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What You Don’t Know Can Hurt You
Neha Basnet

June is an exciting time for seniors in high school. It means graduation: a time to embrace memories of the last four years and reflect on the knowledge and experience you’ve gained.

But what if you find out that your high school accomplishments haven’t adequately prepared you for college? With enrollment in remedial classes running high at the City University of New York, many college-bound graduates of New York City high schools are in exactly this boat.

Although our teachers often warn us that a college workload will be tougher than we’re used to, the issue seems much bigger than that. Many students leaving New York public high schools are unprepared for college-level classes because they have not even grasped the material taught in their high school courses. This means public institutions like CUNY must assign students to remedial courses, or classes designed to teach concepts that students were supposed to learn in high school.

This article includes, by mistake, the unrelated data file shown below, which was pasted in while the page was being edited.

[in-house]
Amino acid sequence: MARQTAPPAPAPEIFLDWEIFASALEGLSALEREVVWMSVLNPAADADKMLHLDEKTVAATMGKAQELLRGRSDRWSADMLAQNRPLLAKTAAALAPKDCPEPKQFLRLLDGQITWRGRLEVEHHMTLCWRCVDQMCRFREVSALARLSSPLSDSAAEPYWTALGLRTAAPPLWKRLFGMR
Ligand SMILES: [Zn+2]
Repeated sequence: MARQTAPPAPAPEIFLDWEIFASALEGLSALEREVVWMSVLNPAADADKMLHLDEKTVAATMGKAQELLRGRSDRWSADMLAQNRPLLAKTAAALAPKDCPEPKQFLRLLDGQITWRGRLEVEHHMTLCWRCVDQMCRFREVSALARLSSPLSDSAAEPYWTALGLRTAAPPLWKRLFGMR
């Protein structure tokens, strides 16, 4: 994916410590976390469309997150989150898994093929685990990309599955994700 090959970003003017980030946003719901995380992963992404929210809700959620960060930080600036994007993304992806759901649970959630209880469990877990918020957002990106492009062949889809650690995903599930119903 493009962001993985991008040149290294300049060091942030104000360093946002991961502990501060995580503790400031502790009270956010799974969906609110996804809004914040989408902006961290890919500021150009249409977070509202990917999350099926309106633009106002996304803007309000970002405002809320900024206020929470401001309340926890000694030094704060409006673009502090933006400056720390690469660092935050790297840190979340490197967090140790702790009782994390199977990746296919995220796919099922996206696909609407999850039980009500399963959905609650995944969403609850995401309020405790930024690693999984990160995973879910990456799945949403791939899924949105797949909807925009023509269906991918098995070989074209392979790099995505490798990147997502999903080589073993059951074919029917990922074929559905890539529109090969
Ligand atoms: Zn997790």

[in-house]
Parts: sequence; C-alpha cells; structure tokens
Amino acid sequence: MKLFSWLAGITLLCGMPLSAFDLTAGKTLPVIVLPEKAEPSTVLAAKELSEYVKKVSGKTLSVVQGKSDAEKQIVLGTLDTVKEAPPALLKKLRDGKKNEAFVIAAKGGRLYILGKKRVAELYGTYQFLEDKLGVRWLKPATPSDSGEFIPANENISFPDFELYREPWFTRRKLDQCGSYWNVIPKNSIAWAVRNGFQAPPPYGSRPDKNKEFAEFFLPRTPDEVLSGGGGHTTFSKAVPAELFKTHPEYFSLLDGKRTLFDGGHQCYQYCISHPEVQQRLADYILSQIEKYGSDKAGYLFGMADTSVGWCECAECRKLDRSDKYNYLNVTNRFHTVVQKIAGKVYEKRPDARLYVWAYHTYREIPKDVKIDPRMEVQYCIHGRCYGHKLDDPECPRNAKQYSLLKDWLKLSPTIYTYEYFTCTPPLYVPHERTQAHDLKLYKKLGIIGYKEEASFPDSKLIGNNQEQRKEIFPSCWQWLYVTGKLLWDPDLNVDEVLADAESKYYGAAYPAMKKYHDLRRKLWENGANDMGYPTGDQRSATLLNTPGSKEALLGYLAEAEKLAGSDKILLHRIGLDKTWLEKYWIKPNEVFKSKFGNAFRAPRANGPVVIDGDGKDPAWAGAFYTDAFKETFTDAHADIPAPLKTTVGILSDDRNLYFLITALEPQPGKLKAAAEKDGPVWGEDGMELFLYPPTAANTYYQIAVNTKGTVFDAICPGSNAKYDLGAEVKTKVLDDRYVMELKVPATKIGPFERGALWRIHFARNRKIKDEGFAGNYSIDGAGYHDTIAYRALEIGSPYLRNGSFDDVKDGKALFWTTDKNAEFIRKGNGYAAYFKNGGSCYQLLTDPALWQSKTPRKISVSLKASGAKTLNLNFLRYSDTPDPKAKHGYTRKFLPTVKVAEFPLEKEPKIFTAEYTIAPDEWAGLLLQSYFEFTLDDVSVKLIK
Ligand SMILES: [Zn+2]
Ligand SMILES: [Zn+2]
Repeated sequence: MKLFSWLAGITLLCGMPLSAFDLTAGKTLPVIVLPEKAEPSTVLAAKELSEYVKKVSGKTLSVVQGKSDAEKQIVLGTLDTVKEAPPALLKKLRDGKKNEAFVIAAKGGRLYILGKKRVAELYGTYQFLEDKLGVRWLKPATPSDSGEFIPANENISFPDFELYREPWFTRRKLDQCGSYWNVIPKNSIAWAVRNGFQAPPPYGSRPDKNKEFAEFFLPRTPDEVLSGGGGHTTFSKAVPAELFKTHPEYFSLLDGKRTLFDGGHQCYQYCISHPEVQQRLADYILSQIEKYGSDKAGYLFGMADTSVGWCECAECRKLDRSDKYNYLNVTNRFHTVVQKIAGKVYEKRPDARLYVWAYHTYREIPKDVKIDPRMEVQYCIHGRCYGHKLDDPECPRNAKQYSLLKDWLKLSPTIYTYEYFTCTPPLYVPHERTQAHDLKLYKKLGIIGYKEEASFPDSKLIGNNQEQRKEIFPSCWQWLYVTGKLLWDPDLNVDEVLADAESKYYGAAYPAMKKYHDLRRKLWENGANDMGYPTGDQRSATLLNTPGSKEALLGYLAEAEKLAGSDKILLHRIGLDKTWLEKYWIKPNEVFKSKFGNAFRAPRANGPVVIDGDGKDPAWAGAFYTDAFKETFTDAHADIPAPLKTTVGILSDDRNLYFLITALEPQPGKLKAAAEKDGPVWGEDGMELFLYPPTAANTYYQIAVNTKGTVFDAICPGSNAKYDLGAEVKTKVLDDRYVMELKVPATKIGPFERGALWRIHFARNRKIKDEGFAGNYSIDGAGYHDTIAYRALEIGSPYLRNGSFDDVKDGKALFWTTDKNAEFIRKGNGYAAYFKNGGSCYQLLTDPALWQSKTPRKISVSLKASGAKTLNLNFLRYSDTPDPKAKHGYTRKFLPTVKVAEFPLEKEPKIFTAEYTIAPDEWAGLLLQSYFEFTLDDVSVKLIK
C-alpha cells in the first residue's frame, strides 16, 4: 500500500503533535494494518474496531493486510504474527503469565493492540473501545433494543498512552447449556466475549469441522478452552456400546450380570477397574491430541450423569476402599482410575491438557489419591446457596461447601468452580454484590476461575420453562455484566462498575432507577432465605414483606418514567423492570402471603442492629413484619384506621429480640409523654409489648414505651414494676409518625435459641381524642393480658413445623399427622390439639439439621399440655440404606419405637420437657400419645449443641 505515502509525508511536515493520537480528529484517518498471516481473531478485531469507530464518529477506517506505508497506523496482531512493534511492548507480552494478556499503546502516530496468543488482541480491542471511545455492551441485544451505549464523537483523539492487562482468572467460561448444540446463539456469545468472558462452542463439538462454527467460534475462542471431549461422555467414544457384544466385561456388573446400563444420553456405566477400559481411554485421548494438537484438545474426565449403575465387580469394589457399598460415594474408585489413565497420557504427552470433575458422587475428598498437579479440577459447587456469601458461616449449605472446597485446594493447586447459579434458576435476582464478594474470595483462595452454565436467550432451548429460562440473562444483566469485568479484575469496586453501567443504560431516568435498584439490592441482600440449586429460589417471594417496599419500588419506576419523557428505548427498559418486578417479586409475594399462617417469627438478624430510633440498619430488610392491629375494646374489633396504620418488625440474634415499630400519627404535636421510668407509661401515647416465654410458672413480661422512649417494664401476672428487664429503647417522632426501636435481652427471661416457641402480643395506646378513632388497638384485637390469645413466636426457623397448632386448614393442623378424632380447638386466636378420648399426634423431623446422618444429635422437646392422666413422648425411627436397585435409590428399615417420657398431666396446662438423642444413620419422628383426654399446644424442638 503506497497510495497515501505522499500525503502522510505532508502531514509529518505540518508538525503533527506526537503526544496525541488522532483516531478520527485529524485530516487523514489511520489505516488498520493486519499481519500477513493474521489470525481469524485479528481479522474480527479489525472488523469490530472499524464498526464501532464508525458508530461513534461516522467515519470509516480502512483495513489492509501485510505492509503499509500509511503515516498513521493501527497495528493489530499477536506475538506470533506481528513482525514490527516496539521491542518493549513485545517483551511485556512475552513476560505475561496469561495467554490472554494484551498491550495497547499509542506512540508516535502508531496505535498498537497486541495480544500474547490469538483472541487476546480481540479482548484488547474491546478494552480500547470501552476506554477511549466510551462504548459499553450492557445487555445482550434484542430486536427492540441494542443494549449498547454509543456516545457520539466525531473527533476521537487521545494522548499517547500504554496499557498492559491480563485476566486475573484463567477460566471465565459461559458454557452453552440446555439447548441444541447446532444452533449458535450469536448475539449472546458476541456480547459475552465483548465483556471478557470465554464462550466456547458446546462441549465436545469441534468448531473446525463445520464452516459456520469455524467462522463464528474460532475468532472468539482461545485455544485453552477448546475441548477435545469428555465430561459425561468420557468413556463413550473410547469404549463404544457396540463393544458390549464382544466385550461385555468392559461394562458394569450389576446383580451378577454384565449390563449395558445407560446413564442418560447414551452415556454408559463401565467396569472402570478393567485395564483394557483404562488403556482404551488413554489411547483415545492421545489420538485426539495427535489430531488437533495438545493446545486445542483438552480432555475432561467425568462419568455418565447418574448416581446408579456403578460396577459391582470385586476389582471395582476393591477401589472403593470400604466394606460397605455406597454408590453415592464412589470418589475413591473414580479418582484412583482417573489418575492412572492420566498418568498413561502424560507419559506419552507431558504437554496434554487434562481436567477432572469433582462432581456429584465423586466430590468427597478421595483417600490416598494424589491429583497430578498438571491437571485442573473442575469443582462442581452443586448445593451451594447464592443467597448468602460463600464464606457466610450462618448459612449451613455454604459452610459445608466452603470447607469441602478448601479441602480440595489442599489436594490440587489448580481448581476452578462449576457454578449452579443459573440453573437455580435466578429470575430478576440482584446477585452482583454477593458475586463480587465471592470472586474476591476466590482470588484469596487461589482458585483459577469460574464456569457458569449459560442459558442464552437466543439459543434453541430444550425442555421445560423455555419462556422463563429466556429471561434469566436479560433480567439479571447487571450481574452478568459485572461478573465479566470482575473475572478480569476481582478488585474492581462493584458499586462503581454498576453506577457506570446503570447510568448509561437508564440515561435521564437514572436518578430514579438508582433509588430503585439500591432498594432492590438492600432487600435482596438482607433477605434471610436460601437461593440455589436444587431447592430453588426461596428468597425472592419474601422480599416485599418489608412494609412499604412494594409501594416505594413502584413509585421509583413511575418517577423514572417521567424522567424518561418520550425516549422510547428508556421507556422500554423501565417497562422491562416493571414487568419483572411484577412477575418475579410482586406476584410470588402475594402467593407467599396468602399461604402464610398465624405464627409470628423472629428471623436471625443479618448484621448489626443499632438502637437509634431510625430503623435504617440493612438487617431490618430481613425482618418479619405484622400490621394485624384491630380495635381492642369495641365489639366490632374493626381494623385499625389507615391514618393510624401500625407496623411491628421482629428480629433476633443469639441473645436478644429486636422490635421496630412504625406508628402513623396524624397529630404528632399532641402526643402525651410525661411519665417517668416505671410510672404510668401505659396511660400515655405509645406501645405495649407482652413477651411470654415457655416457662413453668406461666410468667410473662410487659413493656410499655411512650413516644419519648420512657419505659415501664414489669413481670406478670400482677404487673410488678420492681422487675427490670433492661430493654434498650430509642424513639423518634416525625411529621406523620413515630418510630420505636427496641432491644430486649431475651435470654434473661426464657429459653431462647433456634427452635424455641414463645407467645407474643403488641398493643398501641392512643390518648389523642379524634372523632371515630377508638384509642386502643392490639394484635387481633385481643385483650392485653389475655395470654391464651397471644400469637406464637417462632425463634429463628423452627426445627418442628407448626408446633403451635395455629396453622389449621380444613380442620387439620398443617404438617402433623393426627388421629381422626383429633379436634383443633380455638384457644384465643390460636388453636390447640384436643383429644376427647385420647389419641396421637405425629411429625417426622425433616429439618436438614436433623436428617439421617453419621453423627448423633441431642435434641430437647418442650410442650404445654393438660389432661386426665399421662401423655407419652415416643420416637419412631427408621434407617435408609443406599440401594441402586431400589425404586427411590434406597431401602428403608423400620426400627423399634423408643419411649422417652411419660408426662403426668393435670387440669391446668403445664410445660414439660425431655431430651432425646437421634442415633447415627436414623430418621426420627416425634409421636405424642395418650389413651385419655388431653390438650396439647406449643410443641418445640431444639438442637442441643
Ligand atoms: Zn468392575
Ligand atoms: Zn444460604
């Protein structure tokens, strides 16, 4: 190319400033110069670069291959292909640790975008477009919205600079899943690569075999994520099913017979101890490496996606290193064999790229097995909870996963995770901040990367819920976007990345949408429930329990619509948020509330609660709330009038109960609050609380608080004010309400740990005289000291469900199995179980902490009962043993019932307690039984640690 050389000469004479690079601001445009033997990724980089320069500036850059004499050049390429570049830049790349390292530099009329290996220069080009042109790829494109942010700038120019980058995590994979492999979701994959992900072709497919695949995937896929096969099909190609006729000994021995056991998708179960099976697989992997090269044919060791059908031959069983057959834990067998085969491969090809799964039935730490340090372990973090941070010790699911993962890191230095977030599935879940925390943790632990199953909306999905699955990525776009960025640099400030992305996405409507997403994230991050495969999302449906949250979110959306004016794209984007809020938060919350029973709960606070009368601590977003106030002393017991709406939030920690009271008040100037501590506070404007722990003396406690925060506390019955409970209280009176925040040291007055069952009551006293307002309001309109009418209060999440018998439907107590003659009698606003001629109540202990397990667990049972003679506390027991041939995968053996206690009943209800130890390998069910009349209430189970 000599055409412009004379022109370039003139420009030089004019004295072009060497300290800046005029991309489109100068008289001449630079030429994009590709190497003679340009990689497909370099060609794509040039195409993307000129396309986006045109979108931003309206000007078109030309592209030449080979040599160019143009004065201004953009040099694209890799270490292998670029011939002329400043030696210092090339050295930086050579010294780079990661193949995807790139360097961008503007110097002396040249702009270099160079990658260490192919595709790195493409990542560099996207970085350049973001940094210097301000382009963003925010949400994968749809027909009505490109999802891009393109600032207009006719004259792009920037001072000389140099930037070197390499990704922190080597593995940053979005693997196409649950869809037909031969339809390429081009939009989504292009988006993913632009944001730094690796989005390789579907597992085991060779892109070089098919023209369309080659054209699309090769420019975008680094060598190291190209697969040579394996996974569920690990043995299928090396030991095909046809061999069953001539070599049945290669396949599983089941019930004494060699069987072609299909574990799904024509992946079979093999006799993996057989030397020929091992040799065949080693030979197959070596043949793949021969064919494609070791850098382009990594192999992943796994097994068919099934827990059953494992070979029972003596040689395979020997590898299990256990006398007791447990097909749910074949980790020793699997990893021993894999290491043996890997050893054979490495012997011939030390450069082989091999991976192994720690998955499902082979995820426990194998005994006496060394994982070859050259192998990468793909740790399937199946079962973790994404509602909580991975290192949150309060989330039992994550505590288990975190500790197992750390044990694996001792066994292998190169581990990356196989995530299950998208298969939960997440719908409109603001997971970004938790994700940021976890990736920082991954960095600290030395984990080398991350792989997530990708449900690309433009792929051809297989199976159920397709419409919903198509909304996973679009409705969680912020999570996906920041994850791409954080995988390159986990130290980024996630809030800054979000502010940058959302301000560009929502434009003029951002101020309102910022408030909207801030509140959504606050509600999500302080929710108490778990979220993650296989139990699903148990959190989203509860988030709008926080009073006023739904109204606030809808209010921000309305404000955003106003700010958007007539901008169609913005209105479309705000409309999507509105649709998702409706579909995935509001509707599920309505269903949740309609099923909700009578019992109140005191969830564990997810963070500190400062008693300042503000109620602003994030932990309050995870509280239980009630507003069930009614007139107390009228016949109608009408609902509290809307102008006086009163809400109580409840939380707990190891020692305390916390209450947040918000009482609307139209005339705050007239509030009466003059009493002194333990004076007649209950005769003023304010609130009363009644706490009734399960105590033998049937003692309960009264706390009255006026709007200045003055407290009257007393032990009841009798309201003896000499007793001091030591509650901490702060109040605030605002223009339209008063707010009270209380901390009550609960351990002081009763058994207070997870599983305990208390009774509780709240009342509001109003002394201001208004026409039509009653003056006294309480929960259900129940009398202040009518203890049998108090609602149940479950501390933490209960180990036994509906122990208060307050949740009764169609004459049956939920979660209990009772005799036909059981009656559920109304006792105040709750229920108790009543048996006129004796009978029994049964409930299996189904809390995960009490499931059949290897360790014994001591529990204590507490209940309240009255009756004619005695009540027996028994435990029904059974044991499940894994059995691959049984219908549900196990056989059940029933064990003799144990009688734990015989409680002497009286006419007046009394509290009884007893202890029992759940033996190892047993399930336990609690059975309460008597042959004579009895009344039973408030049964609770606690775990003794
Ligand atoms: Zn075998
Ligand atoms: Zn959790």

The High School-College Gap

Doesn’t that high school diploma mean you’re ready to move on to college?

Not necessarily: It turns out that high schools and colleges often have different expectations. For instance, according to the New York State Education Department, you have earned a Regents diploma if you’ve scored a 65 or higher on all Regents exams. But for college, a 65 does not cut it.

By CUNY standards, a student needs a 75 or higher on the English Regents to move on to college-level courses. A student who doesn’t have this score and doesn’t have at least a 480 on the verbal section of the SAT must take a placement exam before entering CUNY. Without a sufficient grade on that exam, the student will be required to take a remedial class in reading and/or writing. A student needs an 80 or higher on at least one math Regents, or a certain score (about 500) on the math portion of the SAT, to “place out” of remedial math classes.